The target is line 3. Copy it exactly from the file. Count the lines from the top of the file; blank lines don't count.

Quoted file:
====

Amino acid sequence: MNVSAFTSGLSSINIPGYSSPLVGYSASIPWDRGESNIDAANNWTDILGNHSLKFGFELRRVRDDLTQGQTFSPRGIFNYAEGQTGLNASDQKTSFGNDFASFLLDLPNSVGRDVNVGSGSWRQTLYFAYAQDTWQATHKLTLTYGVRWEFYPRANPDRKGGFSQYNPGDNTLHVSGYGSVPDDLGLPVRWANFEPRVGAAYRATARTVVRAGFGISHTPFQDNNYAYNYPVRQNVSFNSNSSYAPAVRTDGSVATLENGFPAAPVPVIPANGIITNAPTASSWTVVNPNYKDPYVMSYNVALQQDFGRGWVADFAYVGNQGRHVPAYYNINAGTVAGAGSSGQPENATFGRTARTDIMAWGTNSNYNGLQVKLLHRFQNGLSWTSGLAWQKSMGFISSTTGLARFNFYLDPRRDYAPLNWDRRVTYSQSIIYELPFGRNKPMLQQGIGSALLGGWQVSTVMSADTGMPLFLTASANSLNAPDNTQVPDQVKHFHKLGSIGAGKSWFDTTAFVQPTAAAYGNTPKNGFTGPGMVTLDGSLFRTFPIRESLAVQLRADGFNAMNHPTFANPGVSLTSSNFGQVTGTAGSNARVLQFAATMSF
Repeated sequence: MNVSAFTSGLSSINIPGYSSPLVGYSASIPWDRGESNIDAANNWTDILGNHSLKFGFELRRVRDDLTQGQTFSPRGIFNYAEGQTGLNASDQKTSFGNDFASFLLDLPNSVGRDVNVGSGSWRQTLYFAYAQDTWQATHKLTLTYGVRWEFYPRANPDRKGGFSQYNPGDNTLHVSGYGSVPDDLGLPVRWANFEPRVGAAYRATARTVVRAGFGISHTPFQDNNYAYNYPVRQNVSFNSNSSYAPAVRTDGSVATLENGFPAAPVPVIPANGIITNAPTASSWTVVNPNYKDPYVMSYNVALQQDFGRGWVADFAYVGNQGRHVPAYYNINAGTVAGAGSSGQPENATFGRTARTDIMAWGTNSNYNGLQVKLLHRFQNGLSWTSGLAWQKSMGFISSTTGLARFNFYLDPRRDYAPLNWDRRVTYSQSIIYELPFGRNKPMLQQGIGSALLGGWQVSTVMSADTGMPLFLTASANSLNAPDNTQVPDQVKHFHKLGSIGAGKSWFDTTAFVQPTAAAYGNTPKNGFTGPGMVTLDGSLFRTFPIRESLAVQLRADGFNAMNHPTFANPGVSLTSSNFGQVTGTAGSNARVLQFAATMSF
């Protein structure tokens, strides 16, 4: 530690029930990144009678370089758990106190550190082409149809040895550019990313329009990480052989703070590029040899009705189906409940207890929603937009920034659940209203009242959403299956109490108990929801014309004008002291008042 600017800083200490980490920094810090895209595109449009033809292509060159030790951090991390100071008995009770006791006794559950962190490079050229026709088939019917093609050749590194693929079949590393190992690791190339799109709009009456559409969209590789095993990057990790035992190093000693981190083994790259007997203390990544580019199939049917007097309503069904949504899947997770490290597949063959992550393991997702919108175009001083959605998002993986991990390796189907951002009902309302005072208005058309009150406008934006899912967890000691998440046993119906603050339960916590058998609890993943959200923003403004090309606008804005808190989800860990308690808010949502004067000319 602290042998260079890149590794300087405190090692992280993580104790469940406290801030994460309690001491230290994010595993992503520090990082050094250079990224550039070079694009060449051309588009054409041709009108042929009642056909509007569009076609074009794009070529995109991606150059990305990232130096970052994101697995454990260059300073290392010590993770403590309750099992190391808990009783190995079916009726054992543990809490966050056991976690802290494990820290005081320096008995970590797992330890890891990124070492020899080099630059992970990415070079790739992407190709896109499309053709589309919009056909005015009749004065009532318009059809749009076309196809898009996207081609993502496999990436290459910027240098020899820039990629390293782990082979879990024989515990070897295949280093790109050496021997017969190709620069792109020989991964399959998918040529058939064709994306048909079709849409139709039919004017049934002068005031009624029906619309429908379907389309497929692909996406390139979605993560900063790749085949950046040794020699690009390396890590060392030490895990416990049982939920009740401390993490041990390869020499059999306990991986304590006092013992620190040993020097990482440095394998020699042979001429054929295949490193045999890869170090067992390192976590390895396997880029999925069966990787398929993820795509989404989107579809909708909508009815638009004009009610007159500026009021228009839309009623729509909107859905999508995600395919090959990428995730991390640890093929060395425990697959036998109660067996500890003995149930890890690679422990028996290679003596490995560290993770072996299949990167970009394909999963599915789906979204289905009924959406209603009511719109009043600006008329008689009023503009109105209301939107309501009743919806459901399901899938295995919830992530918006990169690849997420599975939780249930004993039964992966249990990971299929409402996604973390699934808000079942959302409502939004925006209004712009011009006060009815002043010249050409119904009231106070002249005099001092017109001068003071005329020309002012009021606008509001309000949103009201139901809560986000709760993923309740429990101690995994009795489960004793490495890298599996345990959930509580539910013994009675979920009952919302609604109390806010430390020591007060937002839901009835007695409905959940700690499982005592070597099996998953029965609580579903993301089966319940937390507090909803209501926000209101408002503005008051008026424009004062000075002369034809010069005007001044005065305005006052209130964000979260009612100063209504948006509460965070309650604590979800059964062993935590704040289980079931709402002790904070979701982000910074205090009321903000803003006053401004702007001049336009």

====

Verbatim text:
């Protein structure tokens, strides 16, 4: 530690029930990144009678370089758990106190550190082409149809040895550019990313329009990480052989703070590029040899009705189906409940207890929603937009920034659940209203009242959403299956109490108990929801014309004008002291008042 600017800083200490980490920094810090895209595109449009033809292509060159030790951090991390100071008995009770006791006794559950962190490079050229026709088939019917093609050749590194693929079949590393190992690791190339799109709009009456559409969209590789095993990057990790035992190093000693981190083994790259007997203390990544580019199939049917007097309503069904949504899947997770490290597949063959992550393991997702919108175009001083959605998002993986991990390796189907951002009902309302005072208005058309009150406008934006899912967890000691998440046993119906603050339960916590058998609890993943959200923003403004090309606008804005808190989800860990308690808010949502004067000319 602290042998260079890149590794300087405190090692992280993580104790469940406290801030994460309690001491230290994010595993992503520090990082050094250079990224550039070079694009060449051309588009054409041709009108042929009642056909509007569009076609074009794009070529995109991606150059990305990232130096970052994101697995454990260059300073290392010590993770403590309750099992190391808990009783190995079916009726054992543990809490966050056991976690802290494990820290005081320096008995970590797992330890890891990124070492020899080099630059992970990415070079790739992407190709896109499309053709589309919009056909005015009749004065009532318009059809749009076309196809898009996207081609993502496999990436290459910027240098020899820039990629390293782990082979879990024989515990070897295949280093790109050496021997017969190709620069792109020989991964399959998918040529058939064709994306048909079709849409139709039919004017049934002068005031009624029906619309429908379907389309497929692909996406390139979605993560900063790749085949950046040794020699690009390396890590060392030490895990416990049982939920009740401390993490041990390869020499059999306990991986304590006092013992620190040993020097990482440095394998020699042979001429054929295949490193045999890869170090067992390192976590390895396997880029999925069966990787398929993820795509989404989107579809909708909508009815638009004009009610007159500026009021228009839309009623729509909107859905999508995600395919090959990428995730991390640890093929060395425990697959036998109660067996500890003995149930890890690679422990028996290679003596490995560290993770072996299949990167970009394909999963599915789906979204289905009924959406209603009511719109009043600006008329008689009023503009109105209301939107309501009743919806459901399901899938295995919830992530918006990169690849997420599975939780249930004993039964992966249990990971299929409402996604973390699934808000079942959302409502939004925006209004712009011009006060009815002043010249050409119904009231106070002249005099001092017109001068003071005329020309002012009021606008509001309000949103009201139901809560986000709760993923309740429990101690995994009795489960004793490495890298599996345990959930509580539910013994009675979920009952919302609604109390806010430390020591007060937002839901009835007695409905959940700690499982005592070597099996998953029965609580579903993301089966319940937390507090909803209501926000209101408002503005008051008026424009004062000075002369034809010069005007001044005065305005006052209130964000979260009612100063209504948006509460965070309650604590979800059964062993935590704040289980079931709402002790904070979701982000910074205090009321903000803003006053401004702007001049336009």